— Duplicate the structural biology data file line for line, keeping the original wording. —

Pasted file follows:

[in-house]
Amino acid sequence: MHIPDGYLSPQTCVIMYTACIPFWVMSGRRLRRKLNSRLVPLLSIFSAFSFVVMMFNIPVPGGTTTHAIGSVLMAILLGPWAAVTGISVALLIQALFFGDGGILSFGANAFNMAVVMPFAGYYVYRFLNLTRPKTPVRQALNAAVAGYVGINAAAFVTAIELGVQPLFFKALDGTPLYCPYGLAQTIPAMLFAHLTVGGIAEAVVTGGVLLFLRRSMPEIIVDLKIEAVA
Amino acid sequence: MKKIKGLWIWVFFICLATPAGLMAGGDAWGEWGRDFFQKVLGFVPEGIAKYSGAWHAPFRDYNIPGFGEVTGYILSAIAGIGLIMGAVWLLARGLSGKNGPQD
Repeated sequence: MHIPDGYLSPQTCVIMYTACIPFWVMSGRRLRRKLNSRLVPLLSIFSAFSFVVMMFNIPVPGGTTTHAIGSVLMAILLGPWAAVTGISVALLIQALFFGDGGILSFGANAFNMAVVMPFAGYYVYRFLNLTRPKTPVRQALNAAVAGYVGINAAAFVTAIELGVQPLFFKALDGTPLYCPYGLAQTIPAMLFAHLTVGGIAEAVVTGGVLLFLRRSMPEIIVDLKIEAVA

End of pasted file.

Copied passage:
[in-house]
Amino acid sequence: MHIPDGYLSPQTCVIMYTACIPFWVMSGRRLRRKLNSRLVPLLSIFSAFSFVVMMFNIPVPGGTTTHAIGSVLMAILLGPWAAVTGISVALLIQALFFGDGGILSFGANAFNMAVVMPFAGYYVYRFLNLTRPKTPVRQALNAAVAGYVGINAAAFVTAIELGVQPLFFKALDGTPLYCPYGLAQTIPAMLFAHLTVGGIAEAVVTGGVLLFLRRSMPEIIVDLKIEAVA
Amino acid sequence: MKKIKGLWIWVFFICLATPAGLMAGGDAWGEWGRDFFQKVLGFVPEGIAKYSGAWHAPFRDYNIPGFGEVTGYILSAIAGIGLIMGAVWLLARGLSGKNGPQD
Repeated sequence: MHIPDGYLSPQTCVIMYTACIPFWVMSGRRLRRKLNSRLVPLLSIFSAFSFVVMMFNIPVPGGTTTHAIGSVLMAILLGPWAAVTGISVALLIQALFFGDGGILSFGANAFNMAVVMPFAGYYVYRFLNLTRPKTPVRQALNAAVAGYVGINAAAFVTAIELGVQPLFFKALDGTPLYCPYGLAQTIPAMLFAHLTVGGIAEAVVTGGVLLFLRRSMPEIIVDLKIEAVA